What causes fish to die in the winter?
-Information about what happens to fish and ponds under the ice.
The ice is now officially off of the area lakes and ponds and my email and voice mail boxes have been filling up with questions and reports about fish kills. This year was absolutely brutal on the fish, perhaps one of the worst winters of my life, at least that I can remember. I am going to spend a few minutes just explaining what goes on under the ice in the winter time. Also I will try to answer some of the most frequently asked wintertime pond questions about fish, water temps, turnover, snow cover, sunlight, aeration, oxygen, and ice fishing. I guess I will just start at the beginning with fall turnover and just keep rolling somewhat sequentially as thoughts and topics occur.
Towards the end of summer, the water at the surface of the pond is much warmer than the water at the bottom of the pond. That transition zone seperating those different water temps is called the thermocline. As the air temps start cooling down in the fall, the warm surface water starts naturally cooling down as well, and once it gets colder than the bottom water, it actually sinks and switches places with the bottom water. The water from the top turns over and now becomes the water at the bottom. That is how we get the name fall turnover.
During that fall turning over process, there is a large amount of gases and foul odors and such that have been trapped down in the bottom water all summer. Those gases sometimes even become more prevalent than dissolved oxygen down there. Once that water from the bottom is exposed to the surface, those gases and odors are finally released into the air and that stagnant water becomes saturated with oxygen again. Sometimes when this turnover happens too rapidly some fish actually can die. A rapid turnover with low oxygenated bottom water can actually suffocate fish.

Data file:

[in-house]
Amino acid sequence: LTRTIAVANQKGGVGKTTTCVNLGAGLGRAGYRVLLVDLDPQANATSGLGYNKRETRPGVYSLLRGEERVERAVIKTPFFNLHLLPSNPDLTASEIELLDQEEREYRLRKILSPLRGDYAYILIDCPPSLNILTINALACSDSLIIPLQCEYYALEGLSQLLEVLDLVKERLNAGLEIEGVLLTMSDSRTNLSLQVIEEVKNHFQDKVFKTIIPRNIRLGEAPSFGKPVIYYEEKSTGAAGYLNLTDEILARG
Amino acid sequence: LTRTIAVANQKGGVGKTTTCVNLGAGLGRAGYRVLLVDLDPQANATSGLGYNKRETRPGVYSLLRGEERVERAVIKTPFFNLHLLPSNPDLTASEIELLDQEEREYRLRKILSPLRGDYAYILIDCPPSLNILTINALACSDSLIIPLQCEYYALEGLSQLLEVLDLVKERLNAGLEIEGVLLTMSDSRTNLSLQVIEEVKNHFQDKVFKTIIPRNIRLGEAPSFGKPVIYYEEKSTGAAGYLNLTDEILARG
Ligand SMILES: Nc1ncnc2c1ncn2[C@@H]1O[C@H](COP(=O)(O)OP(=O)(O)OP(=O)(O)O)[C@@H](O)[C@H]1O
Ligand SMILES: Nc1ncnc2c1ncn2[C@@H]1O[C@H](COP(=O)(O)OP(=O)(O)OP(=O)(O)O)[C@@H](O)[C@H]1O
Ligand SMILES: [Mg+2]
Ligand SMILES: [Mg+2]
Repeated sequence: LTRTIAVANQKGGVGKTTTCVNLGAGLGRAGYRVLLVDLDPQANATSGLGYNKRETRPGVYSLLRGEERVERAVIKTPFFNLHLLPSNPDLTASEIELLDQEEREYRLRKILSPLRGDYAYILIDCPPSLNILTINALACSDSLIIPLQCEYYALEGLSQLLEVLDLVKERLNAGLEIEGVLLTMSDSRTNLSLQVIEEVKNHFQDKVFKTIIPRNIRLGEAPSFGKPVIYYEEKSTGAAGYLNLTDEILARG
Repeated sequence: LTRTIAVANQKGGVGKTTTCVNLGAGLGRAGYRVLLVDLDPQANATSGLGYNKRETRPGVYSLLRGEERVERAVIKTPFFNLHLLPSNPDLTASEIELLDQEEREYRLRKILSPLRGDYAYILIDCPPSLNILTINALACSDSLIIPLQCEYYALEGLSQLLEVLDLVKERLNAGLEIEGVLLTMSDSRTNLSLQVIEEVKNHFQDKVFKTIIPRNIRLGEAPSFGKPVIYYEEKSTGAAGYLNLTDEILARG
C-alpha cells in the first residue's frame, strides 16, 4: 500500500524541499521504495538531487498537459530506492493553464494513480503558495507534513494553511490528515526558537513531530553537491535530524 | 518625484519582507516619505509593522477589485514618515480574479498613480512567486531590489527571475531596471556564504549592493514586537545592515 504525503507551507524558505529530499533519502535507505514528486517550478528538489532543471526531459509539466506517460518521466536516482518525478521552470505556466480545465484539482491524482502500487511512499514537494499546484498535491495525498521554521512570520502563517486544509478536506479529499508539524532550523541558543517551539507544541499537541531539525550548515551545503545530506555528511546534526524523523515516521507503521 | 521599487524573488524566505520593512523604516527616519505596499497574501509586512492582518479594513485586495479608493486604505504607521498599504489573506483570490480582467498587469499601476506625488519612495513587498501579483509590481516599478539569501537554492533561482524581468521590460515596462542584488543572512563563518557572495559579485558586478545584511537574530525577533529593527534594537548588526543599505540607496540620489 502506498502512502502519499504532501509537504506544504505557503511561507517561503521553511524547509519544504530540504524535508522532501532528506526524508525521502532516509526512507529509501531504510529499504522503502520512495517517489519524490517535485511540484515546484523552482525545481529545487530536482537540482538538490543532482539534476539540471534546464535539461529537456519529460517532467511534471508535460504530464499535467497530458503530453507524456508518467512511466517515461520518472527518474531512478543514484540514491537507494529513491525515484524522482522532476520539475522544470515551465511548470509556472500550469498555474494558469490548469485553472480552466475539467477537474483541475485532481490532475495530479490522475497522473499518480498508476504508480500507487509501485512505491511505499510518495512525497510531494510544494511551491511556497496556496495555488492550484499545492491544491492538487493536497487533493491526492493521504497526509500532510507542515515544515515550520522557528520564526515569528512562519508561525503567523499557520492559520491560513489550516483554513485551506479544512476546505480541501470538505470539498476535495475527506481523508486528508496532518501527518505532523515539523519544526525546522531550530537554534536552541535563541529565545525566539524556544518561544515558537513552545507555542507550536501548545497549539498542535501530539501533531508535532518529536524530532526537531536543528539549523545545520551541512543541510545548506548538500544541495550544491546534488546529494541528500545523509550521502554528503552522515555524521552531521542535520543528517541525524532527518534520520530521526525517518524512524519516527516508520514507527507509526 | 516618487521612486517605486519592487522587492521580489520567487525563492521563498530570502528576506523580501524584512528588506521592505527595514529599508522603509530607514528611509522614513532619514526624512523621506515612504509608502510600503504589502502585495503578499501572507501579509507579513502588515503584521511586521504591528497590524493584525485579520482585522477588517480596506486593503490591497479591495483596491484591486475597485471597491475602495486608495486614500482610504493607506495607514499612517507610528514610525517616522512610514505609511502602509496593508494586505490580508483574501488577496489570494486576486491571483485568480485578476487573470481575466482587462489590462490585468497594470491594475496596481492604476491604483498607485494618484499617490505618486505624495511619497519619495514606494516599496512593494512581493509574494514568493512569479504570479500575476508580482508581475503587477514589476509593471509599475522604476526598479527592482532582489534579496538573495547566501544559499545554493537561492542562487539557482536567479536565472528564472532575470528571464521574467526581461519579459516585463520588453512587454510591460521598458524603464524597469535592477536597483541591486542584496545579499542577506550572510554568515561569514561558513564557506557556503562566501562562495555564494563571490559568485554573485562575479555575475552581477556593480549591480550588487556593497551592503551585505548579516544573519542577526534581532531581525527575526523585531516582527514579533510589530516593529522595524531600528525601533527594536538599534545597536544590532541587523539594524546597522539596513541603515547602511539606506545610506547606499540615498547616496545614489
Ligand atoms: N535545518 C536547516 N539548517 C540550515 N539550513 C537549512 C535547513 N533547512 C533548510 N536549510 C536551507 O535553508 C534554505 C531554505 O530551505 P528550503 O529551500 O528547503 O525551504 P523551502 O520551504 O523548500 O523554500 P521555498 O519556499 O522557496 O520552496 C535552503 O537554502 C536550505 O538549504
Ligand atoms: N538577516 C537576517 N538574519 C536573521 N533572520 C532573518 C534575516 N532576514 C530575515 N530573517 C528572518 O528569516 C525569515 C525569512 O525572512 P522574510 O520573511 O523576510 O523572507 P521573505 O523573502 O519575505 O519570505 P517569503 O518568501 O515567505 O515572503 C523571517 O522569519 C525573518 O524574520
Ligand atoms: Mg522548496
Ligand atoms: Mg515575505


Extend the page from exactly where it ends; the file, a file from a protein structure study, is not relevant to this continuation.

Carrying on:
Fast forward a few weeks into the winter months and the air temps start dropping below the freezing point. Once the surface water cools down to 32 degrees it starts to form a layer of ice. Just below the ice, the water temps will be 32 degrees. As you start going deeper the water temps actually start gradually warming up to 39 degrees at the bottom. For some reason water is the most dense at 39 degrees so that figuratively speaking warm water stays put down there all winter long. The ice that is formed at the top of a pond is actually a very good insulator during the coldest days of the season. However that same ice can become a very bad thing for the pond as well. Let me explain.
First the good. Ice insulates the pond from sub-zero temperatures and keeps the pond water from getting colder than 32 degrees. If a pond didn’t have its ice for insulation during prolonged cold temperatures, the water in the pond would get too cold for fish to survive most winters. Water in the lower 30’s will start stressing most Midwestern gamefish, and water in the upper 20’s will kill em dead. Now would be a great spot to talk about winter time aeration and keeping open water, but first I want to talk a bit more about the pros and cons of winter time ice.